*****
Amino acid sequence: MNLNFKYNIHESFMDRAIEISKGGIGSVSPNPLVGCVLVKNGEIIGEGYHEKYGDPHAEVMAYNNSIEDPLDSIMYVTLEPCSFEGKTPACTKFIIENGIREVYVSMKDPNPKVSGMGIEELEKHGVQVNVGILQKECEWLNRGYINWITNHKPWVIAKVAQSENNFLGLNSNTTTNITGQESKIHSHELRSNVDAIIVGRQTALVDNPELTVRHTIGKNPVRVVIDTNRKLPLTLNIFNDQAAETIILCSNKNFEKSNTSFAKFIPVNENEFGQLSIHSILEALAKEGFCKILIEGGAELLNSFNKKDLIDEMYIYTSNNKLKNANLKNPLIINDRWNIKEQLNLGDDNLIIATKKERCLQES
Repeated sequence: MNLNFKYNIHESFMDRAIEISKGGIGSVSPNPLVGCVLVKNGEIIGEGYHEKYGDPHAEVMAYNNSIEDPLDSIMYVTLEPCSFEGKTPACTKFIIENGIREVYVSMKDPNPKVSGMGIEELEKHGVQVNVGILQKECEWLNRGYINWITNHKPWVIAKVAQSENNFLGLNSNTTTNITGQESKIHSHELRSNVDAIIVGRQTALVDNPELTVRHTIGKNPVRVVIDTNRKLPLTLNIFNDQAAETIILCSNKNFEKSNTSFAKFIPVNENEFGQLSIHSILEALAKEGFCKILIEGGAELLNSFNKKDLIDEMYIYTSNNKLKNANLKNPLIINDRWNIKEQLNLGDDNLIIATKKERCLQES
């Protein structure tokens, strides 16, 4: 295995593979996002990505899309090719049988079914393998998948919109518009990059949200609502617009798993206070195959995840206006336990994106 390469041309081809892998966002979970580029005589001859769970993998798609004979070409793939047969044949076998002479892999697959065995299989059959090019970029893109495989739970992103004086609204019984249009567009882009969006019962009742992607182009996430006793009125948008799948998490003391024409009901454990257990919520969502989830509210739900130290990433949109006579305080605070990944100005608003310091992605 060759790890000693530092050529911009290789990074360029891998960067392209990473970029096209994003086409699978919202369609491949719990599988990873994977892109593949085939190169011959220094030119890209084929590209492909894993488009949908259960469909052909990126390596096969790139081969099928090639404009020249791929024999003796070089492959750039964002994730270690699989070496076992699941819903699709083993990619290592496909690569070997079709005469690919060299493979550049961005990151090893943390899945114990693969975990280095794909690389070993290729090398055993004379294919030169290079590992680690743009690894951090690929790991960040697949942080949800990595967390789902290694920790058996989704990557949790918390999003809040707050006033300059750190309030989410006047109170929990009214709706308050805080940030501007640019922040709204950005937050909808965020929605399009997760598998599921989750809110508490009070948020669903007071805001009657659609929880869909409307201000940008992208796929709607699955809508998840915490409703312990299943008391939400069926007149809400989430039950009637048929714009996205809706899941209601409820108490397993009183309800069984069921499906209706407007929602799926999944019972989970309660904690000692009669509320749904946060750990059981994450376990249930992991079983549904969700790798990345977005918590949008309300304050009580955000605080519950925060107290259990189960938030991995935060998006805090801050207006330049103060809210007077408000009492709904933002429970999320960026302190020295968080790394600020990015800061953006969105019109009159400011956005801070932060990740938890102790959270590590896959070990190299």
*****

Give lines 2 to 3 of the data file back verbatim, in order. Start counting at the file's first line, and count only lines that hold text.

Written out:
Repeated sequence: MNLNFKYNIHESFMDRAIEISKGGIGSVSPNPLVGCVLVKNGEIIGEGYHEKYGDPHAEVMAYNNSIEDPLDSIMYVTLEPCSFEGKTPACTKFIIENGIREVYVSMKDPNPKVSGMGIEELEKHGVQVNVGILQKECEWLNRGYINWITNHKPWVIAKVAQSENNFLGLNSNTTTNITGQESKIHSHELRSNVDAIIVGRQTALVDNPELTVRHTIGKNPVRVVIDTNRKLPLTLNIFNDQAAETIILCSNKNFEKSNTSFAKFIPVNENEFGQLSIHSILEALAKEGFCKILIEGGAELLNSFNKKDLIDEMYIYTSNNKLKNANLKNPLIINDRWNIKEQLNLGDDNLIIATKKERCLQES
């Protein structure tokens, strides 16, 4: 295995593979996002990505899309090719049988079914393998998948919109518009990059949200609502617009798993206070195959995840206006336990994106 390469041309081809892998966002979970580029005589001859769970993998798609004979070409793939047969044949076998002479892999697959065995299989059959090019970029893109495989739970992103004086609204019984249009567009882009969006019962009742992607182009996430006793009125948008799948998490003391024409009901454990257990919520969502989830509210739900130290990433949109006579305080605070990944100005608003310091992605 060759790890000693530092050529911009290789990074360029891998960067392209990473970029096209994003086409699978919202369609491949719990599988990873994977892109593949085939190169011959220094030119890209084929590209492909894993488009949908259960469909052909990126390596096969790139081969099928090639404009020249791929024999003796070089492959750039964002994730270690699989070496076992699941819903699709083993990619290592496909690569070997079709005469690919060299493979550049961005990151090893943390899945114990693969975990280095794909690389070993290729090398055993004379294919030169290079590992680690743009690894951090690929790991960040697949942080949800990595967390789902290694920790058996989704990557949790918390999003809040707050006033300059750190309030989410006047109170929990009214709706308050805080940030501007640019922040709204950005937050909808965020929605399009997760598998599921989750809110508490009070948020669903007071805001009657659609929880869909409307201000940008992208796929709607699955809508998840915490409703312990299943008391939400069926007149809400989430039950009637048929714009996205809706899941209601409820108490397993009183309800069984069921499906209706407007929602799926999944019972989970309660904690000692009669509320749904946060750990059981994450376990249930992991079983549904969700790798990345977005918590949008309300304050009580955000605080519950925060107290259990189960938030991995935060998006805090801050207006330049103060809210007077408000009492709904933002429970999320960026302190020295968080790394600020990015800061953006969105019109009159400011956005801070932060990740938890102790959270590590896959070990190299």